I'm not getting any peace of mind because of this smile.gif My friend just made two cylindrical shakuhachis and while the play fine in the 1st register they are progressively flat in the 2nd as it was expected.
I think I'll try with the sandpaper spiral. I was thinking about doing it with sandpaper, but I'd simply glue a whole piece on the wood and yes, that would create too much clogging and it wouldn't work smoothly. Thanx for the spiral idea.
Do you think it could work with maple or walnut?



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Mike   


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Post #9

QUOTE(radhamohan @ Feb 4 2016, 06:15 AM) *
I'm not getting any peace of mind because of this smile.gif My friend just made two cylindrical shakuhachis and while the play fine in the 1st register they are progressively flat in the 2nd as it was expected.
I think I'll try with the sandpaper spiral. I was thinking about doing it with sandpaper, but I'd simply glue a whole piece on the wood and yes, that would create too much clogging and it wouldn't work smoothly. Thanx for the spiral idea.
Do you think it could work with maple or walnut?

I used maple on my reamer (not the flute) if that is what you are asking, and I expect walnut would work too. I have used it on western redcedar and norther white cedar flues, both of which are quite soft. I imagine it will work with hardwood flutes, but it could take a while. You could quicken the process by pre-drilling in steps.

I first turned tapers on the maple spindles to the size I wanted the bore, leaving an inch at the narrow end to fit inside the cylindrical, pre-drilled bore to act as a pilot guide. Then I removed enough additional material where the sandpaper was to be attached to accommodate the thickness of the sandpaper (the coarse stuff can be quite thick). I then glued the strip in the spiral pattern (it will have gaps in places, but that's okay).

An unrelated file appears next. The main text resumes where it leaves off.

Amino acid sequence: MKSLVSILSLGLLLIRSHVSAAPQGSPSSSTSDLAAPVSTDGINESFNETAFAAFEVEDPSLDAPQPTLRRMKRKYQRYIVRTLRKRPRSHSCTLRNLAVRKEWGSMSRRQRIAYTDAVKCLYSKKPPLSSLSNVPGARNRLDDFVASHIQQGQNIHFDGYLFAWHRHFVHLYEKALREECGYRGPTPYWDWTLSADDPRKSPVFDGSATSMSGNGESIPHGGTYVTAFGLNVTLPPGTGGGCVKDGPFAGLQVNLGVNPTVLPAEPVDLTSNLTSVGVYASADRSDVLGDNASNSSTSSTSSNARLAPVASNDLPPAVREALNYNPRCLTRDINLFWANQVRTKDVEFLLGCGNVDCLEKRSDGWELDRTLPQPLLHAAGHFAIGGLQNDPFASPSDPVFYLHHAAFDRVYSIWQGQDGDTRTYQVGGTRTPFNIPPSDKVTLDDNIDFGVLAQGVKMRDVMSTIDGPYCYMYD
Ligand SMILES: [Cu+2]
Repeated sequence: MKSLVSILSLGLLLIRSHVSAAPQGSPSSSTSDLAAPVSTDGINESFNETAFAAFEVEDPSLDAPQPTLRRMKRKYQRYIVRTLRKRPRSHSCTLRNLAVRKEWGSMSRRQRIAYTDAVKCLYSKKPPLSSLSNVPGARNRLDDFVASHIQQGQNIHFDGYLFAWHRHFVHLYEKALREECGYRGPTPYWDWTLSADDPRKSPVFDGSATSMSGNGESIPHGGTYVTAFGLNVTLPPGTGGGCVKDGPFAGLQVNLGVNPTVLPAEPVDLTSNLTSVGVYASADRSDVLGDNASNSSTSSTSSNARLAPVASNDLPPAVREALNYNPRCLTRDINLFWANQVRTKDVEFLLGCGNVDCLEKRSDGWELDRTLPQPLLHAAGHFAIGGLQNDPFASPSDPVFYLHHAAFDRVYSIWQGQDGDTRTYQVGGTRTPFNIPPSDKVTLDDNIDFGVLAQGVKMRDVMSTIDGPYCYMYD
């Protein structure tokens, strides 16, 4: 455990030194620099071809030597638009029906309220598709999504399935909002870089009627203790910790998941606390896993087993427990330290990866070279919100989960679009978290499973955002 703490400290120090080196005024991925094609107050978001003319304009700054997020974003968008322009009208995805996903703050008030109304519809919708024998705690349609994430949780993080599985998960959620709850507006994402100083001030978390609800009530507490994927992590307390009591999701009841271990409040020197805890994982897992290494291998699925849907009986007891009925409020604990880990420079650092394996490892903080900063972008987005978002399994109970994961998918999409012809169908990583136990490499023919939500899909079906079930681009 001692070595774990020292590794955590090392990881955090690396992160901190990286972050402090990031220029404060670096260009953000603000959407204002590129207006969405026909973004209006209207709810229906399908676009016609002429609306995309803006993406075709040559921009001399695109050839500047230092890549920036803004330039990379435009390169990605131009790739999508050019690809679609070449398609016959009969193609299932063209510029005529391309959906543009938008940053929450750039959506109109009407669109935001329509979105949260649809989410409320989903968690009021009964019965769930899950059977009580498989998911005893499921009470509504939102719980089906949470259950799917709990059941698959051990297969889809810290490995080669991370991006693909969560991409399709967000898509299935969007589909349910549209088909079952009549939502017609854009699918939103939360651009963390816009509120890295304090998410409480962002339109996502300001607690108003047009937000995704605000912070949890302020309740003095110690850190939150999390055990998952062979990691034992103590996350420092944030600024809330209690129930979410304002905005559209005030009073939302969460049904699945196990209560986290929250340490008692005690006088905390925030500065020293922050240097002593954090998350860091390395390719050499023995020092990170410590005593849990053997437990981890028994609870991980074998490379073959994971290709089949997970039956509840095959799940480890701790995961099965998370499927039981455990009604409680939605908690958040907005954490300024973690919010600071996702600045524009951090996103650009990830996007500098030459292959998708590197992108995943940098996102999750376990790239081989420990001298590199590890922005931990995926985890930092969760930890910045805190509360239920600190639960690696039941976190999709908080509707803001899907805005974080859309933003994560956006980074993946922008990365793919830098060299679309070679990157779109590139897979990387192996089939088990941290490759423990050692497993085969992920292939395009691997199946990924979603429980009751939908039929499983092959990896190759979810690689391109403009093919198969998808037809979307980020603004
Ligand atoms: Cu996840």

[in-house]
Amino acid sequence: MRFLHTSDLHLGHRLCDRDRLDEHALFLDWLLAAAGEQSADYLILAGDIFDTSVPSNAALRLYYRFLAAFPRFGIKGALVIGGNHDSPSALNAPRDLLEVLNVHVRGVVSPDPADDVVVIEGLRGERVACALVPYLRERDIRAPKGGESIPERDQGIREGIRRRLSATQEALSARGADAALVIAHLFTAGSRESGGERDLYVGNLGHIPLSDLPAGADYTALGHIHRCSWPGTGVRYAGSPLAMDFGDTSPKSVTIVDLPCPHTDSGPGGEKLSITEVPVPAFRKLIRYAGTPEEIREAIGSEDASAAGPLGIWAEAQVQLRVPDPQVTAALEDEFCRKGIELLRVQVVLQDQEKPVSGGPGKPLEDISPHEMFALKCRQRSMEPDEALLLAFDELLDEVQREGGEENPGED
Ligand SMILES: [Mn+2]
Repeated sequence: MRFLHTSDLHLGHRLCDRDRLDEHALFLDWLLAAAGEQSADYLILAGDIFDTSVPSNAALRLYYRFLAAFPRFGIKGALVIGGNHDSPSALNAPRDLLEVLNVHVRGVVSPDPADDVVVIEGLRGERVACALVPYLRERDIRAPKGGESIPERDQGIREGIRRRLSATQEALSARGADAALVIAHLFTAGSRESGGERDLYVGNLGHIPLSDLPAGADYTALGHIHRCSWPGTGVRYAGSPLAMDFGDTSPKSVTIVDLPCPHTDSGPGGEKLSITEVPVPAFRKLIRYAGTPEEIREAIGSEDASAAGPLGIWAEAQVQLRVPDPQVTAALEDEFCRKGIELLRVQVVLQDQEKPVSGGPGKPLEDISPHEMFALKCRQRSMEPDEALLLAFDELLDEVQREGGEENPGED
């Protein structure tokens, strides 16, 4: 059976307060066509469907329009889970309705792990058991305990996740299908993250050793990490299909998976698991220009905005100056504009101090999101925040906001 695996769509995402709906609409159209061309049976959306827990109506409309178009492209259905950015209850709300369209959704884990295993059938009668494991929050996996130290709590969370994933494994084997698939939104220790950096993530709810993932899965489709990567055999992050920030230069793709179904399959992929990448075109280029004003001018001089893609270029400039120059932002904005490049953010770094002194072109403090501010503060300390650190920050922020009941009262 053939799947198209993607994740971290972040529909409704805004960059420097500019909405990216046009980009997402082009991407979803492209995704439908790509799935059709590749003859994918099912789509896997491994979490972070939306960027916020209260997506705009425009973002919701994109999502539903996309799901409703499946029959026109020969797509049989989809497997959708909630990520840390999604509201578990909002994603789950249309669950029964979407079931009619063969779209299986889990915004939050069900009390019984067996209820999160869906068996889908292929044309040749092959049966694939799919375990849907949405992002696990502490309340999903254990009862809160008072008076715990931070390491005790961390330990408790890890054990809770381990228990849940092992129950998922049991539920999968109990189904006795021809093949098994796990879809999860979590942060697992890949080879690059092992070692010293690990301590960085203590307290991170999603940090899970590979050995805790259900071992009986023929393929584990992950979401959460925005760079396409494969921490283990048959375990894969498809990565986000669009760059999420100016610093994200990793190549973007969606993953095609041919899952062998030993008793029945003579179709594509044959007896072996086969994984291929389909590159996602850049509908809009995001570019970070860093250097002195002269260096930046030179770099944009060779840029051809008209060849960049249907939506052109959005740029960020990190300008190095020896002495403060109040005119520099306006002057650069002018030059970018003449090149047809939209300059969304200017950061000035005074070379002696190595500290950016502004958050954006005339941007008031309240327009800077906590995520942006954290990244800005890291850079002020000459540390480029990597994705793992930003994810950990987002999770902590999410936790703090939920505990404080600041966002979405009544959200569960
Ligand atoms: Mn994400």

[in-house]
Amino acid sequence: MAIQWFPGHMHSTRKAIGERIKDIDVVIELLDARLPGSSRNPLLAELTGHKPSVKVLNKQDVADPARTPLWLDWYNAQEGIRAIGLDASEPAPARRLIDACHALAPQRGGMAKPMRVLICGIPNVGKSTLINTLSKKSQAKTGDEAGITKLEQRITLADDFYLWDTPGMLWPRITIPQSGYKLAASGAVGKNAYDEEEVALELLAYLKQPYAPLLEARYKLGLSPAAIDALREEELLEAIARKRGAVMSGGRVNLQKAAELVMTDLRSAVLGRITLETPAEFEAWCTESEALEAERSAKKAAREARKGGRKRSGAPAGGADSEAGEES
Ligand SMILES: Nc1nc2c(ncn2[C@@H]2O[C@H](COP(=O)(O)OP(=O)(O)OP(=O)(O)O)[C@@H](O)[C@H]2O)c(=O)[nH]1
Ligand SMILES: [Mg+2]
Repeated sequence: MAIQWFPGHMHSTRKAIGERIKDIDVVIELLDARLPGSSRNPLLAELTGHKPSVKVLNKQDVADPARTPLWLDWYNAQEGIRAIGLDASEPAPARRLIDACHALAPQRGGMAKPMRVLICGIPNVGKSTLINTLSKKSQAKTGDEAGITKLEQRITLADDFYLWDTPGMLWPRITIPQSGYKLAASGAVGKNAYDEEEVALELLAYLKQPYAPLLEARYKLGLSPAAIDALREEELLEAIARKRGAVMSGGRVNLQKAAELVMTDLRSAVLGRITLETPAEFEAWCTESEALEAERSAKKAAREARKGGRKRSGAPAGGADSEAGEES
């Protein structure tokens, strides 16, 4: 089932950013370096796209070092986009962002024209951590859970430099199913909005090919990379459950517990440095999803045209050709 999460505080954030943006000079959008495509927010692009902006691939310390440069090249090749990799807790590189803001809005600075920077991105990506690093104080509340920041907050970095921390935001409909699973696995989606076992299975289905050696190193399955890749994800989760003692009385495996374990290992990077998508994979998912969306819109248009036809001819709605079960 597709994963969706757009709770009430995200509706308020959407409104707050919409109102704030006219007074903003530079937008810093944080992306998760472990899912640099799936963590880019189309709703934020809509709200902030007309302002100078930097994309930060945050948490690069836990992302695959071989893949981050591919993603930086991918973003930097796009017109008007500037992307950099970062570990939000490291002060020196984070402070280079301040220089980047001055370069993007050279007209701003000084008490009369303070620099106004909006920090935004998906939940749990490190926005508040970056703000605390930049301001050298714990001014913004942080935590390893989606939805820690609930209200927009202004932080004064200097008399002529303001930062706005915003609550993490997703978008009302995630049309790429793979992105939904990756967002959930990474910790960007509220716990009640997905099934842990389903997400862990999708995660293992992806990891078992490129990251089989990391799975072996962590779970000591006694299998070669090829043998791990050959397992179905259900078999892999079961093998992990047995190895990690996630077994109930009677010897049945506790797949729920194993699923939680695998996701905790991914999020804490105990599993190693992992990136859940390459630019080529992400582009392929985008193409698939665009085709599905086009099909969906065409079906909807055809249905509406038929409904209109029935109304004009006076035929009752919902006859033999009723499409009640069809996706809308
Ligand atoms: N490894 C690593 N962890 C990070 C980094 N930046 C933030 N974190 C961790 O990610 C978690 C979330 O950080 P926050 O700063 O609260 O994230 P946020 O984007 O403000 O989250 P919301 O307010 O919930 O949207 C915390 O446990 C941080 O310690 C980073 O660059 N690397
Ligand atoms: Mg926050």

Coarser paper is quicker, and you might consider having something like 40 grit (or coarser) for the first reaming, and follow up with a second at 60 grit or so. It will leave a surface much smoother than you expect if you work it slowly. Be patient, use a vacuum to create air flow through the bore to blow/suck out the dust as you ream in "pulses," and clean the paper with a brass brush often.

If you pre-drill the taper in steps before reaming, you could use a series of spade bits if you could fashion a suitable pilot bearing to attach to the end of the bits. For instance, if you have a 15-mm cylindrical bore and want to taper it up to 20 mm, you could make a steel pilot bearing that is a piece of 15-mm steel rod with a slot for the spade bit at one end, and a couple of tapped holes for set screws to hold the bearing on the end of the bits. Attach a 20-mm bit and drill to where the bore will begin to taper to less than 20 mm, then switch to a 19-mm bit until the 19-mm mark, then 18, 17 and 16... If you are so inclined, you might even want to grind the spade bits with a taper, and have a series of mini tapered "reamers." I've used this method for step-drilling for mortises, and getting things centered is finicky, but doable.